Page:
Some of us just have to learn the hard way. But those of us who have traveled the path before, learning by trial-and-error, will gladly share our experience if it will keep a fellow nerd from falling flat on his face. I’ve touched the hot stove so we won’t have to.
Recently, I’ve begun painting the Stormtrooper miniatures that come with Fantasy Flight Game’s Imperial Assault Base Set. The game is GLORIOUS, and the miniatures are GLORIOUS. But since the miniatures come unpainted, I needed to do something about that.
Here are 3 lessons I learned while painting Stormtrooper miniatures included with Imperial Assault:
1. Trim the plastic. When plastic miniatures are molded there will occasionally be tiny slivers of plastic residue or a little extra plastic which builds up around the mold line. This extra plastic needs to be trimmed off because it distracts from the detail of the miniature.
Using a hobby knife (or a simple x-acto knife if you’re doing this on the cheap), you should gently trim off all excess plastic. If you don’t know what to trim, then trim off everything that doesn’t look like a Stormtrooper. Duh.
Have you ever rushed to do something, only to think if I would’ve just held up for 5 seconds, I would’ve done it right instead of just doing it quickly. Well, in my rush to paint my awesome little Stormtrooper miniatures, I immediately hit them with a coat of white primer, only to realize that I should’ve trimmed them first.
LESSON LEARNED: When painting miniatures, trim off any extra plastic before you prime them.
2. Use a shade layer. Stormtroopers are primarily white with a little black poking out the joints. My first thought was that I’d prime them black, then simply paint a few layers of white for their armor, leaving the black armor joints showing.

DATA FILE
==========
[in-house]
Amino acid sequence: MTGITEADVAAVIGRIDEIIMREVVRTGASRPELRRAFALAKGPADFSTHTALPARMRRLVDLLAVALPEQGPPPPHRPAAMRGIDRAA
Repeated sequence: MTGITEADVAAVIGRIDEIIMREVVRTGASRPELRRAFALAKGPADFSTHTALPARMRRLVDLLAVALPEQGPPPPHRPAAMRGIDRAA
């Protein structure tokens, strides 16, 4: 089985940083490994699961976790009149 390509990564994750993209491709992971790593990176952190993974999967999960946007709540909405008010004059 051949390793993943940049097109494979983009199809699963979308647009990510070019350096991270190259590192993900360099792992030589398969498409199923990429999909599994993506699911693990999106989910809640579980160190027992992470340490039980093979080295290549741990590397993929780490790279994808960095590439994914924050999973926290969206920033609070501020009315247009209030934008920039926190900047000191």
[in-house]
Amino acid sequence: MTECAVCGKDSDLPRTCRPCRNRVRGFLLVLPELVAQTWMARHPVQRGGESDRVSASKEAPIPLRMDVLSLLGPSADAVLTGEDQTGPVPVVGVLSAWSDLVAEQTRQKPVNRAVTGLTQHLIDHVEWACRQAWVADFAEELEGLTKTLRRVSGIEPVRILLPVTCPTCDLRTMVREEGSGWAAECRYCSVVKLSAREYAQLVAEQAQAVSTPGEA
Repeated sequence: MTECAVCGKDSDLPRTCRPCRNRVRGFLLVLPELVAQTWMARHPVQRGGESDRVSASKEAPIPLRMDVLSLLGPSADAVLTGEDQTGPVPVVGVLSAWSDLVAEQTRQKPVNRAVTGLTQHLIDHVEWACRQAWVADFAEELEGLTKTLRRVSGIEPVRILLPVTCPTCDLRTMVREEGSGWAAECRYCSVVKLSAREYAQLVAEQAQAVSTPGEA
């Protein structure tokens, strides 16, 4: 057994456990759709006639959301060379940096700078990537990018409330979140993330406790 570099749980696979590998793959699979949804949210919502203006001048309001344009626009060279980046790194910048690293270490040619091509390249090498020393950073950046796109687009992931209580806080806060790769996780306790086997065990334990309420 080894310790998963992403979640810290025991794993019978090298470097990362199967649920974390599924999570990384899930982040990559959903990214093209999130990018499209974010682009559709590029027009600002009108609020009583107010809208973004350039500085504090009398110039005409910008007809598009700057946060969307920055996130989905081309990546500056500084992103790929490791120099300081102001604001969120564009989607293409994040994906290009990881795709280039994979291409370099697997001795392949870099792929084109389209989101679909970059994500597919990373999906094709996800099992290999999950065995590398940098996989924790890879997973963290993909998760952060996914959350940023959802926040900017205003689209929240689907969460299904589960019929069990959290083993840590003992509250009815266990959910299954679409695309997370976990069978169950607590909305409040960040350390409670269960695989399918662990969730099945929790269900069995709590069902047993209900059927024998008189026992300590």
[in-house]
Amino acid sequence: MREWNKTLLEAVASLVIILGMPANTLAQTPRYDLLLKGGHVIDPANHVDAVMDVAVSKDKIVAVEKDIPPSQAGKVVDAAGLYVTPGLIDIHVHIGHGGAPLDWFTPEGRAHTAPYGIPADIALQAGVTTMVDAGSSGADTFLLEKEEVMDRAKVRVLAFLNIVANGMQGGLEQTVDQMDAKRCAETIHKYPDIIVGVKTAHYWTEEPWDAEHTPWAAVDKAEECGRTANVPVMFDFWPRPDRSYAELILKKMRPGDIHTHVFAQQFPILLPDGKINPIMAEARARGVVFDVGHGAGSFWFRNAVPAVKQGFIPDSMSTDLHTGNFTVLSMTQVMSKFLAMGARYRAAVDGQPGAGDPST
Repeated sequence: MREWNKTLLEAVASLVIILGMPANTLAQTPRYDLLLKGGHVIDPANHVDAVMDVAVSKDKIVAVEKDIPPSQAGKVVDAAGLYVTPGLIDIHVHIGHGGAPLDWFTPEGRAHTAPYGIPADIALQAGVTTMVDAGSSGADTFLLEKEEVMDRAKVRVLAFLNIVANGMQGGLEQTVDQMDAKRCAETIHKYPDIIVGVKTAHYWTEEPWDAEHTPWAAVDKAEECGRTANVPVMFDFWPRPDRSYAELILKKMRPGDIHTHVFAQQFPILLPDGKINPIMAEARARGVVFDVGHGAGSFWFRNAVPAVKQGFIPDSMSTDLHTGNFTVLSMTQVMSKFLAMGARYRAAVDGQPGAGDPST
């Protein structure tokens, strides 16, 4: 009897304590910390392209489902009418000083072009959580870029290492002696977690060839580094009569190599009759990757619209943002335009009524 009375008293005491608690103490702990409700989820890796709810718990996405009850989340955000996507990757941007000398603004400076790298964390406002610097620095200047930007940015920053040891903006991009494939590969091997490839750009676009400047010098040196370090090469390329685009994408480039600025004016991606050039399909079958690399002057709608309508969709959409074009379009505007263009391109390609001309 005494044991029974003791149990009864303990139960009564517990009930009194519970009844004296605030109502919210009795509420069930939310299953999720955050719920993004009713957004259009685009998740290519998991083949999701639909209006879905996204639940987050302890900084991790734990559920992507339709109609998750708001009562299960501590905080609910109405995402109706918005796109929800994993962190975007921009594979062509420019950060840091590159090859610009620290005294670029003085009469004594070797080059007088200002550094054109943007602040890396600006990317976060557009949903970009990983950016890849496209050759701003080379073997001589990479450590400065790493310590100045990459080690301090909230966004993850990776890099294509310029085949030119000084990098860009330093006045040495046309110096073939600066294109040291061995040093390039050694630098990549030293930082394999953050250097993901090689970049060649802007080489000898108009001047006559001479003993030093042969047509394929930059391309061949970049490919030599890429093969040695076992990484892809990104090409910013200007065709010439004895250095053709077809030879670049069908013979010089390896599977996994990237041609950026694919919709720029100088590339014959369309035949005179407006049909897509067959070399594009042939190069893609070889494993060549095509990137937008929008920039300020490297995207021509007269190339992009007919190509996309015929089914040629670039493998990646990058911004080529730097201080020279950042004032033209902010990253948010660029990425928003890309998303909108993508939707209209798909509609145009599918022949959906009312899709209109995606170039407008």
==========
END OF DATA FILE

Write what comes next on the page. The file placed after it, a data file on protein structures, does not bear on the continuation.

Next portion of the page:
But after the first test model looked dorky, I realized that I should prime them white, then paint over the entire figure with a black shade, only to then re-apply a couple layers of white for the armor, having the brightest white be for areas that would catch the most sun. It was an extra step that was totally worth it.
With out the shade layer to fill in the crevices and create areas of depth and shadow, the Stormtrooper miniature lacked any sort of interest. It looked like he was a Stormtrooper fresh out of the Academy who just got his armor that morning, so it was brilliantly white. But adding the shade layer made him look battle worn and realistic.
LESSON LEARNED: Use a shade to give your miniatures greater depth.
3. Don’t fret the boo-boos. In I wrote in my beginner’s guide to painting miniatures, I am, indeed, a beginner painter. I won’t be winning any painting contests any time soon ever.
So I make mistakes. Lots of them. But I’m enjoying the heck out of painting my tiny little Imperial Assault Miniature Stormtroopers and I look forward to tackling Han Solo, Chewbacca, and the bounty hunters who can also get for Imperial Assault.
Mistakes are simply an opportunity to paint battle damage! I simply pretend the Rebellion hit him with a blaster shot, and paint the mistake area to reflect that.
I both highly recommend the game Imperial Assault (you can learn more here) and also painting miniatures that are included. It’s like nerd meditation for this long time Star Wars fan.
LESSON LEARNED: Have fun and don’t worry about mistakes. Painting Stormtrooper miniatures is fun.
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